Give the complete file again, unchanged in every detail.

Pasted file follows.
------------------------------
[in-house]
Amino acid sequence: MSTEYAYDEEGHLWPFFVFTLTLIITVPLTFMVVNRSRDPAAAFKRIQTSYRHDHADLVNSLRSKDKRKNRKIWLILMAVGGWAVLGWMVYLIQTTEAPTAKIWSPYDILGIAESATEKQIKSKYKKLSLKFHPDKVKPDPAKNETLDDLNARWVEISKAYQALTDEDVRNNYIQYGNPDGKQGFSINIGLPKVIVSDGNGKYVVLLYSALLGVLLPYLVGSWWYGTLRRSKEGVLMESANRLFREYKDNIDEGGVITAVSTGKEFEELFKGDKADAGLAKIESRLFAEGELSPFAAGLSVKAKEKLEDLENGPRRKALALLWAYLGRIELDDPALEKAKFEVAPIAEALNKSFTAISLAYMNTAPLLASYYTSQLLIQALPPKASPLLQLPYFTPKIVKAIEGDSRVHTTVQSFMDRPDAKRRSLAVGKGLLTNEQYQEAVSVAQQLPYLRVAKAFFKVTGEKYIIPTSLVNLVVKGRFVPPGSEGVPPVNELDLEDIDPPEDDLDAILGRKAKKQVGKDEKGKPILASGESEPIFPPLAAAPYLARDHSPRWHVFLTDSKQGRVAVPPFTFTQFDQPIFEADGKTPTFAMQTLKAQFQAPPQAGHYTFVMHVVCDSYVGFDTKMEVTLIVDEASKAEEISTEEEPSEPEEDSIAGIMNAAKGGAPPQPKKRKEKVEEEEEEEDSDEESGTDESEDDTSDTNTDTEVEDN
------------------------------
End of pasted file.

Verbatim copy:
[in-house]
Amino acid sequence: MSTEYAYDEEGHLWPFFVFTLTLIITVPLTFMVVNRSRDPAAAFKRIQTSYRHDHADLVNSLRSKDKRKNRKIWLILMAVGGWAVLGWMVYLIQTTEAPTAKIWSPYDILGIAESATEKQIKSKYKKLSLKFHPDKVKPDPAKNETLDDLNARWVEISKAYQALTDEDVRNNYIQYGNPDGKQGFSINIGLPKVIVSDGNGKYVVLLYSALLGVLLPYLVGSWWYGTLRRSKEGVLMESANRLFREYKDNIDEGGVITAVSTGKEFEELFKGDKADAGLAKIESRLFAEGELSPFAAGLSVKAKEKLEDLENGPRRKALALLWAYLGRIELDDPALEKAKFEVAPIAEALNKSFTAISLAYMNTAPLLASYYTSQLLIQALPPKASPLLQLPYFTPKIVKAIEGDSRVHTTVQSFMDRPDAKRRSLAVGKGLLTNEQYQEAVSVAQQLPYLRVAKAFFKVTGEKYIIPTSLVNLVVKGRFVPPGSEGVPPVNELDLEDIDPPEDDLDAILGRKAKKQVGKDEKGKPILASGESEPIFPPLAAAPYLARDHSPRWHVFLTDSKQGRVAVPPFTFTQFDQPIFEADGKTPTFAMQTLKAQFQAPPQAGHYTFVMHVVCDSYVGFDTKMEVTLIVDEASKAEEISTEEEPSEPEEDSIAGIMNAAKGGAPPQPKKRKEKVEEEEEEEDSDEESGTDESEDDTSDTNTDTEVEDN